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Pilates Changes – July 2022
Pain is very common in Australia. 1 in 5 people aged 45 and over are living with persistent and ongoing pain. Pain can be stressful, debilitating and makes it hard for the person to do the day-to-day activities they love. It can affect a person’s ability to work, socialise and exercise.
Pain is a common and complex condition and can range anywhere from mild to severe. At CSSM, the characteristics we look for are based on how ongoing your pain is and if it is experienced most days of the week. Pain can result from an injury, surgery or musculoskeletal conditions such as arthritis and migraines.
Pain that is acute or short-term, is a response to damaged tissue and usually disappears once the tissue has healed. Chronic pain is more complex, and may result from damage to body tissue from an acute or chronic condition. It can also relate to changes in the nerves or nervous system that result in the nerves continuing to signal pain even after the original condition has healed. People with chronic pain are generally more likely to experience mental health conditions such as chronic fatigue, depression, sleep interruptions and anxiety.
Here at CSSM we see and provide treatment for a wide variety of pain including:
Pain can be managed. Pain management should not rely on pharmacological therapy alone. Non-pharmacotherapy options include patient education, physical therapy including soft tissue work, dry needling, cupping, heat or cold packs and a home exercise program.
How can I distinguish pain?
Pain can be a sign that your red light is on and something in your body isn’t working as it should. Describing your pain can sometimes be the hardest part but this helps the practitioner accurately and thoroughly find the cause of pain to treat it. Writing down information can be helpful.
Keeping a pain diary can be a good way to track pain levels and triggers as well as seeing if symptoms worsen or change.
Pain types differ and can be divided into 3 categories relevant to muskuloskeletal pain:
It is not uncommon to have a mixture of pain types. Understanding pain types is important to find the best management plan for you.
Nociceptive pain represents the sensation of detected tissue injury or damage. Nociceptors are sensory endings on nerves that can be sensitised. Think of how you feel when you jam your finger in a car door, touch the hot plate or stub your big toe. Sometimes, there may be no tissue injury and only pain is experienced in that moment. The pain is signaling an early warning sign helping you to pull away before more damage occurs.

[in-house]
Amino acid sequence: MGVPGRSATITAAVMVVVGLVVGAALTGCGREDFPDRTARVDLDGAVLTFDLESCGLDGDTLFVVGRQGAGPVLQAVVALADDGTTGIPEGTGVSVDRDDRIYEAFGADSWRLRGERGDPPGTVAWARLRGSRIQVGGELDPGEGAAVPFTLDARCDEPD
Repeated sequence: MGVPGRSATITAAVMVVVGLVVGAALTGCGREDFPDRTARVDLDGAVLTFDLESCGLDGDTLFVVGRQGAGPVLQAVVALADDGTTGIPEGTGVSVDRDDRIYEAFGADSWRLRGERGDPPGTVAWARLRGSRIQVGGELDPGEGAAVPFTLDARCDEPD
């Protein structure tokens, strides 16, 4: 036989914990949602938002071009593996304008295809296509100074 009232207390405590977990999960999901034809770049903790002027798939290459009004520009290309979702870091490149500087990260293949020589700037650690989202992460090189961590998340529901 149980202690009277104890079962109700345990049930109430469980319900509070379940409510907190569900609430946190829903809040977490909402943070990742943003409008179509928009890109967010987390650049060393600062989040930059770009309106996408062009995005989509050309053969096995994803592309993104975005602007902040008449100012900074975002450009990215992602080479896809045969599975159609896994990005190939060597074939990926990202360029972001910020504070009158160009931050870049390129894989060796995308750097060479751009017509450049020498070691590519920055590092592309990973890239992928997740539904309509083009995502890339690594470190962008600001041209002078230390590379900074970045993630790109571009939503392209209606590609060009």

Once there is some tissue damage, you tend to have an inflammatory response. This is a good thing! Your body responds and starts to heal the damaged tissues. Some other examples of nociceptive pain include a sprained ankle, broken bones or a strained muscle. Signs include swelling, bruising and/or redness. Paracetamol or non-steroidal anti-inflammatories (NSAIDS) may be helpful in managing nociceptive inflammatory pain (post injury) by reducing pain and getting back to being active earlier. Being active faster, but at a steady incline means less stiffness and pain and a quicker return to your daily tasks.
Neuropathic pain is pain associated with injury or disease of nerve tissue. People often get this type of pain when they have shingles, sciatica, neck or back radiculopathy. Neuropathic pain is often described as a burning, shooting, stabbing, electric shock, hypersensitivity to touch. When you have neuropathic pain, even a very light touch or gentle movement can be very painful. Early prevention of treatment and medication can play an important role in helping you manage neuropathic pain, especially if the pain is acute and severe.
Nociplastic pain is a type of pain that is mechanically different to nociceptive or neuropathic pain. It may work in combination or become generalised. The dysfunction is through the central nervous system (CNS). This type of pain arises with fibromyalgia, tension type headaches, chronic pelvic pain or chronic lower back pain. Recent studies have shown long COVID may also be a contributing factor. This type of pain may reflect changes in the way the nervous and immune systems respond. Other symptoms are common such as fatigue, poor sleep, memory, and low mood. This type of pain does not respond to most medicines and usually requires a tailored program of care that involves addressing factors to ongoing pain (lifestyle, mood, activity, work, social factors).
All being said, pain is complicated and the degree to which we can challenge it is highly dependent on the individual. If you have been experiencing issues with persistent pain, make sure to get a thorough assessment to get an appropriately tailored plan for your condition. Come on into the clinic and see one of our practitioners to get back on track whether that’s with pilates, gym, a home program or hands on treatment.
About the author
Myotherapist Adele Agius believes analysing the main components of people’s everyday lifestyles and interests allows her to identify and provide specialised ways to help strengthen, rehabilitate and maintain a healthy lifestyle. Adele enjoys working with people “to help get them back to the activities they love”.
Adele executes this through a “hands-on approach”, which includes trigger point therapy, dry needling, cupping, myofascial release and treatment of musculoskeletal pain and dysfunction. Adele is a firm believer on educating her clients about their condition and what their recovery process will entail to improve their ability to manage, maintain and overcome their injuries.
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